Aparna Hegde
Aparna HegdeChair, IUGA Publications Committee

Dear IUGA Family,

Happy New Year! May 2023 bring you peace, good health, happiness, and immense professional contentment. As we breathe a sigh of relief at seeing the pandemic recede, we are all hopefully going back to regular life with renewed optimism and hope and a recalibrated approach that prioritizes our health and happiness over worldly pursuits.

We begin the new year with another dedicated theme-based newsletter throwing light on the posterior compartment. Our focus in recent times has been to include short articles that incite thought, encourage lateral thinking, and allow teasing out nuances in our understanding of our field. Our hope is to make the Spotlight more relevant to your clinical practice and teaching. Hopefully this special issue achieves this goal as well as our previous theme-based one on female voiding dysfunction did.

Since the topic is such a huge one, this iteration can be considered as part one of our focus on the ‘Posterior compartment and the Urogynecologist’. We have several international experts deliberating on the topics perplex them as much as us, including renowned colorectal surgeons and physiotherapists. It is always interesting for us Urogynecologists to understand how our colorectal and physical therapy colleagues tackle the posterior compartment.

We start off with an enlightening piece by Dr. Prajesh Bhuta on the colorectal surgeon’s perspective on the management of rectocele in patients with obstructed defecation syndrome. We follow that up with amazing insight from Dr. Peige Zhou and Dr. Dana Sands on how to avoid posterior pitfalls in rectocele repair. We have all been confounded by the impact of concomitant pelvic floor dysfunction, including paradoxical contraction, hypertonic pelvic floor, and levator spasm on the management of rectocele. Hopefully these two articles will help us improve our management protocols for rectocele. Then, Dr. Dana Sands helps us understand whether to rely on fluoro-defecography or MR-defecography while investigating the underlying causes for posterior compartment problems. The ongoing debate regarding which of these two modalities is superior needed an opinion from a colorectal surgeon of her stature. We follow with the physiotherapist’s approach to ‘Obstructed Defecation Syndrome in young women’ and we are grateful that Dr. Barry Berghman and Dr. Silvana Ochoa have both provided their learned opinion on such a difficult clinical issue.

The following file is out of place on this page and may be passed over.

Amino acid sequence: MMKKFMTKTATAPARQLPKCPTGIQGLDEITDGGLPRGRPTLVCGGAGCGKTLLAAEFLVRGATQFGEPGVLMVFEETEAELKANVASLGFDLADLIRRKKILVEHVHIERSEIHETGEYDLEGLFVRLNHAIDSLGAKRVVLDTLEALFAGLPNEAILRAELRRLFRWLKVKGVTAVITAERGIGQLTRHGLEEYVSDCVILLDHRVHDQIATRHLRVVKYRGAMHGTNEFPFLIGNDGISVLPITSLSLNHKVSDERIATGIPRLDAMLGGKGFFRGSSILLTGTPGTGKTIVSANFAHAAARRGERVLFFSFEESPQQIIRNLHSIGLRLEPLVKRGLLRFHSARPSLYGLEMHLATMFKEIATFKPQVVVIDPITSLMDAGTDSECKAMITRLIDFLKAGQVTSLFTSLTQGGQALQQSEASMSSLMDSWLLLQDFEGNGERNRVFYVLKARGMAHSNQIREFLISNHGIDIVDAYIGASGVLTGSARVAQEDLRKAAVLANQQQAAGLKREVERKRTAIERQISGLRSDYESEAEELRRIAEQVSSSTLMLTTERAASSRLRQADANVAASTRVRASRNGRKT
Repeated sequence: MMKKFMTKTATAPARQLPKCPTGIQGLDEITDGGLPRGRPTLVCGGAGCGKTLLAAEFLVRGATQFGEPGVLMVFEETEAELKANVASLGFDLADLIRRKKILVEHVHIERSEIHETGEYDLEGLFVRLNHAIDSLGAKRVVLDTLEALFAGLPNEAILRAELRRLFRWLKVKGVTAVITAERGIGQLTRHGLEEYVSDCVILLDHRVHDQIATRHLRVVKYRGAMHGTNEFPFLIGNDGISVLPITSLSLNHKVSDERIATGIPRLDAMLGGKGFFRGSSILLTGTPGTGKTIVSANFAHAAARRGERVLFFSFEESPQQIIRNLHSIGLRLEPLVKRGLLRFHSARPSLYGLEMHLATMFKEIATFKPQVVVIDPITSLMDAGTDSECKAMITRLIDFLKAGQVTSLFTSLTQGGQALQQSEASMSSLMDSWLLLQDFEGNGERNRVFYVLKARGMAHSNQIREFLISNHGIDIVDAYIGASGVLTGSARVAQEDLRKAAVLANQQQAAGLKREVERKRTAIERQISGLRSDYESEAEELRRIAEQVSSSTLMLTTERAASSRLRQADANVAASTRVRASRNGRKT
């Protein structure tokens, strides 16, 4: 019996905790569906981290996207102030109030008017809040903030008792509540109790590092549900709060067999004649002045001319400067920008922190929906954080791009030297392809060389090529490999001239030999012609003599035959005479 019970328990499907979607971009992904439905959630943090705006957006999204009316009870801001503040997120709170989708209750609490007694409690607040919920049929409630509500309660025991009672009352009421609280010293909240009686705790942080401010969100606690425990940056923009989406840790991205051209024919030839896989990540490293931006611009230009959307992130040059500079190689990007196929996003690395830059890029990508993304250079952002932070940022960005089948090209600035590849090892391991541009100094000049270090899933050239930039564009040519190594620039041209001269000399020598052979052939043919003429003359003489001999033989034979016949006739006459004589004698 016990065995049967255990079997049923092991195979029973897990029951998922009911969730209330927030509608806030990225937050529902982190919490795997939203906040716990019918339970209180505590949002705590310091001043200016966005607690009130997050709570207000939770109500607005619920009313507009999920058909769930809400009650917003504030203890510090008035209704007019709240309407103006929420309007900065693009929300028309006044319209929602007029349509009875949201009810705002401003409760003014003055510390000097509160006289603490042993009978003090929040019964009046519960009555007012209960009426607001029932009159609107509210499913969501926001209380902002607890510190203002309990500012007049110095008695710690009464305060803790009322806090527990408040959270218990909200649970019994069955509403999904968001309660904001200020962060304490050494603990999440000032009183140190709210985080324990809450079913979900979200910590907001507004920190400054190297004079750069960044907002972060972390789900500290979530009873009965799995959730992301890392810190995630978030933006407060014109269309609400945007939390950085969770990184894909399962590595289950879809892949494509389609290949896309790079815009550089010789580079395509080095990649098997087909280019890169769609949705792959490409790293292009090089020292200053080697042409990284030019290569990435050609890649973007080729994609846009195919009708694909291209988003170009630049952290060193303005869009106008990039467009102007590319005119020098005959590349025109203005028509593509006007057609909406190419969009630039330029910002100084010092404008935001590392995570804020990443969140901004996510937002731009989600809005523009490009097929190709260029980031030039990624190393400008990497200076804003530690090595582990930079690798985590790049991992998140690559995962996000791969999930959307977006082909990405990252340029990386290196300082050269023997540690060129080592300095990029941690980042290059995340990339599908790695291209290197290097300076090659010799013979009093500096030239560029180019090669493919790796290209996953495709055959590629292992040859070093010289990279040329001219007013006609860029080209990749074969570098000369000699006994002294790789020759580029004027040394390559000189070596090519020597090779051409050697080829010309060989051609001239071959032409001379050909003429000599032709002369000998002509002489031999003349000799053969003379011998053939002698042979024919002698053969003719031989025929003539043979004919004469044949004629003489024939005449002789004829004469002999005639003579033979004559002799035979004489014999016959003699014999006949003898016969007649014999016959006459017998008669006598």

Next up, Dr. Lucia Oliveira offers a colorectal surgeon’s perspective on a situation that can prove nightmarish for any obstetrician: the conundrum of a young female with a repaired OASI who still has symptoms of anal incontinence. We end part one of the focus on the posterior compartment with a considered view on the management of complex rectovaginal fistula by both a Urogynecologist, Dr. Judith Goh and a colorectal surgeon, Dr. Chris Gillespie.

Lastly, we have a swansong piece by the outgoing Editor of the International Urogynecology Journal, Dr. Becky Rogers in the IUJ Corner. We are grateful to both Dr. Rogers and Dr. Swift for their incomparable contribution to the journal. We also would like to take this opportunity to thank our outgoing President, Dr. Jorge Haddad, for his immense contribution to our IUGA family. We will miss his wonderful and uplifting Presidential notes informing us on all the successes of our organization.

2023 has rung in changes in our Publications Committee too. We thank our outgoing members, Dr. Jane Schulz and Dr. Carmen Ortiz Roque, for their hard work and good spirit. We also welcome our new members, Temesgen Tilahun Bekabil, Kazibe Koyuncu, and Kaven Baessler. Thank you for your willingness to contribute to the committee and IUGA.

Happy New Year once again! And thank you for your support, our dear readers! Hope you find this issue as enlightening as we did in producing it!